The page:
The tragic school shooting in Newtown, Connecticut last week has ignited emotions in people across the nation. Many feel sorrow at the loss of so many young lives and such dedicated educators. Some feel angry at the reoccurrence of this type of violence and angry about the proposed solutions to prevent future tragedies. And many parents are worried about the safety of their own children and wondering about the best ways to talk with their children about this kind of violence.
Most of the broader issues surrounding the shooting – e.g., gun regulations, school security measures and mental health care – are incredibly complex and too politically-charged for EBL to unravel at this point. We can weigh in on what the evidence says about helping children understand and cope with traumatic events.
We have compiled a list of tips and evidence-based advice about explaining trauma and violence to children. Here are some of the highlights:
· Find times when children are most likely to talk, such as during a car ride or dinnertime.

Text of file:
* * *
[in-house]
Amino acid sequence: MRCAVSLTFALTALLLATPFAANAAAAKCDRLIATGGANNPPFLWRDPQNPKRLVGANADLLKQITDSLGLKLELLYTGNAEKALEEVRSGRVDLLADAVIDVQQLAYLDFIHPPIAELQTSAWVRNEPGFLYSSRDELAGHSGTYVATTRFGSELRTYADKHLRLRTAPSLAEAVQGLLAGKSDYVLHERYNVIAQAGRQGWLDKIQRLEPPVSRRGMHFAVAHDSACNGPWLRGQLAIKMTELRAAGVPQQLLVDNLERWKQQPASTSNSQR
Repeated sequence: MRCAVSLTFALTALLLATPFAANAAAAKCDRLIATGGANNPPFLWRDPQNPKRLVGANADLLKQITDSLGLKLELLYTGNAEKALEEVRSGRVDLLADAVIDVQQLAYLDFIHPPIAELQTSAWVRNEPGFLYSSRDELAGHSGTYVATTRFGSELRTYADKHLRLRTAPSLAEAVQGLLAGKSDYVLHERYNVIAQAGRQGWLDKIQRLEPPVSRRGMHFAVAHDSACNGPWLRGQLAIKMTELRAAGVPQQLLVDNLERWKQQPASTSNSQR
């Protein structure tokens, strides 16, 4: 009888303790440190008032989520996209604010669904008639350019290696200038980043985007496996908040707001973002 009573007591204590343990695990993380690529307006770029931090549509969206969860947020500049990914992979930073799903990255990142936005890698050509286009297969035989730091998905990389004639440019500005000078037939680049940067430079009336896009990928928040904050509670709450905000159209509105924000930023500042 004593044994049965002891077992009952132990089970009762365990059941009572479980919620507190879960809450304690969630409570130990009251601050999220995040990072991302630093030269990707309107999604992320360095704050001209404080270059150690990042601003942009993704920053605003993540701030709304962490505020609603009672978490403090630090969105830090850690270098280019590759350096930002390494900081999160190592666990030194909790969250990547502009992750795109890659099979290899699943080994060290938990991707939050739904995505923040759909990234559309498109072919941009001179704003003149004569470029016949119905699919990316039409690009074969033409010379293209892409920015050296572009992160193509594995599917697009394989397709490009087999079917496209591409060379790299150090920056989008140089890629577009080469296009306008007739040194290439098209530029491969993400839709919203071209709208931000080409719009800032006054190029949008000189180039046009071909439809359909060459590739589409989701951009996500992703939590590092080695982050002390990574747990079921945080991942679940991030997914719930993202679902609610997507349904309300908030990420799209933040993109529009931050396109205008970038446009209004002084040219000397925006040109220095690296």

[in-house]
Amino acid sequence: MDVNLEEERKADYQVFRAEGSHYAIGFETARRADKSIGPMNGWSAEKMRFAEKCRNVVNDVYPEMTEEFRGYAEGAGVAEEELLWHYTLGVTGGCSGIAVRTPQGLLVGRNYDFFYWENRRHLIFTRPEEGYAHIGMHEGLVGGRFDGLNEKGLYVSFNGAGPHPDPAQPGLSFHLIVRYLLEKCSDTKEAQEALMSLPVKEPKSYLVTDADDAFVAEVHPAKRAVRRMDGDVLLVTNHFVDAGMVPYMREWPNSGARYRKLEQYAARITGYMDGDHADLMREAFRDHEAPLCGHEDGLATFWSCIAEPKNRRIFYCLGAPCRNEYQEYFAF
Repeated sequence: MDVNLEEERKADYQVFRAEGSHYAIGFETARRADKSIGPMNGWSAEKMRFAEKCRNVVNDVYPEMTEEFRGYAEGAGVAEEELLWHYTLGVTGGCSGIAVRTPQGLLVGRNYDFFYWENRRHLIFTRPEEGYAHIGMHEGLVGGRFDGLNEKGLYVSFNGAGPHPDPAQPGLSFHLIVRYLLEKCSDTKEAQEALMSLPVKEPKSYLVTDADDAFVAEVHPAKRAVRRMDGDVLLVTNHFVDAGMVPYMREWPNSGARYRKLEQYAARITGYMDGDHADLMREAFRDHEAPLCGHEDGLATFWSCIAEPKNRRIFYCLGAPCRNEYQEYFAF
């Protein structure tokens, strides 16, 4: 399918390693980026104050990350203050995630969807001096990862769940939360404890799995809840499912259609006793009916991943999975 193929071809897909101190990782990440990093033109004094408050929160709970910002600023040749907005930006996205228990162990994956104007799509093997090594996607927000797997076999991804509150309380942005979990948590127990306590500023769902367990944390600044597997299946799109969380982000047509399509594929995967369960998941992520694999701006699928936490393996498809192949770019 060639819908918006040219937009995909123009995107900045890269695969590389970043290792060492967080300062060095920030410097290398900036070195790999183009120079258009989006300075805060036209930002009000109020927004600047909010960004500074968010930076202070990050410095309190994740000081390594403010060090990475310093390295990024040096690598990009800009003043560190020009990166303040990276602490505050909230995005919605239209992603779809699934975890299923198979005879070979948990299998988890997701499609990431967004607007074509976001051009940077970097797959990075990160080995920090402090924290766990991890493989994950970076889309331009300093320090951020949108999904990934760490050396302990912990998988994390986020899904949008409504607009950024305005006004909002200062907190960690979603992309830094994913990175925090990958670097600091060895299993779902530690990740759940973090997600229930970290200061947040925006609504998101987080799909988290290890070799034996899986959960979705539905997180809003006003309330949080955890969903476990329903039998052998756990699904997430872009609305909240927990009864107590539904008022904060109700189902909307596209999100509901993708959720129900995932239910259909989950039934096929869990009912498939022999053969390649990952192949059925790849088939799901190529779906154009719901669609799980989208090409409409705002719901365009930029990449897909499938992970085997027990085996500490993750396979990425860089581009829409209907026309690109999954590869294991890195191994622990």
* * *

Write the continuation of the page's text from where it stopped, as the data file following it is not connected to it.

· Start the conversation by letting them know you’re interested in how they are coping.
· Listen to their thoughts and point of view without interrupting before you respond.
· Tell them you are there to provide safety, comfort and support.
You can find more comprehensive advice at:
· The National Center for Toddlers, Infants and Families provides great advice for younger children.
· The Kaiser Family Foundationoffers advice for helping school-aged children cope.
· The National Association of School Psychologists offers advice on discussing school violence specifically.
It is sad that parents need to explain such horrific events to their children. But because this kind of violence does happen in our society, the best action parents can take is to consider the evidence when having these difficult discussions with their children.